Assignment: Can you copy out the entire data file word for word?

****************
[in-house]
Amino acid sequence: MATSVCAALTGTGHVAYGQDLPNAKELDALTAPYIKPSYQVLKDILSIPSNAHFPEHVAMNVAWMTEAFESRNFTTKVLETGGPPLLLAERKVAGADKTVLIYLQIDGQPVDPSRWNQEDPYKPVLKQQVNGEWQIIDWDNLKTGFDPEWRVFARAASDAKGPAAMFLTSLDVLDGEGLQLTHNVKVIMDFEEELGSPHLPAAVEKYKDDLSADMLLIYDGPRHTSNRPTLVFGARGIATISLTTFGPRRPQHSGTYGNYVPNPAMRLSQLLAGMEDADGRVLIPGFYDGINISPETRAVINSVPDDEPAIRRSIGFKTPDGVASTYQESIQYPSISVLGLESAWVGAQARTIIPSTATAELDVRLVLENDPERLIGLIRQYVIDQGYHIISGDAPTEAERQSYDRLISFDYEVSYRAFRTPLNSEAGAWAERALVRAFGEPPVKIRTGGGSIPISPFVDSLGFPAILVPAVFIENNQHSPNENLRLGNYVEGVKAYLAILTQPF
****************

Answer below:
[in-house]
Amino acid sequence: MATSVCAALTGTGHVAYGQDLPNAKELDALTAPYIKPSYQVLKDILSIPSNAHFPEHVAMNVAWMTEAFESRNFTTKVLETGGPPLLLAERKVAGADKTVLIYLQIDGQPVDPSRWNQEDPYKPVLKQQVNGEWQIIDWDNLKTGFDPEWRVFARAASDAKGPAAMFLTSLDVLDGEGLQLTHNVKVIMDFEEELGSPHLPAAVEKYKDDLSADMLLIYDGPRHTSNRPTLVFGARGIATISLTTFGPRRPQHSGTYGNYVPNPAMRLSQLLAGMEDADGRVLIPGFYDGINISPETRAVINSVPDDEPAIRRSIGFKTPDGVASTYQESIQYPSISVLGLESAWVGAQARTIIPSTATAELDVRLVLENDPERLIGLIRQYVIDQGYHIISGDAPTEAERQSYDRLISFDYEVSYRAFRTPLNSEAGAWAERALVRAFGEPPVKIRTGGGSIPISPFVDSLGFPAILVPAVFIENNQHSPNENLRLGNYVEGVKAYLAILTQPF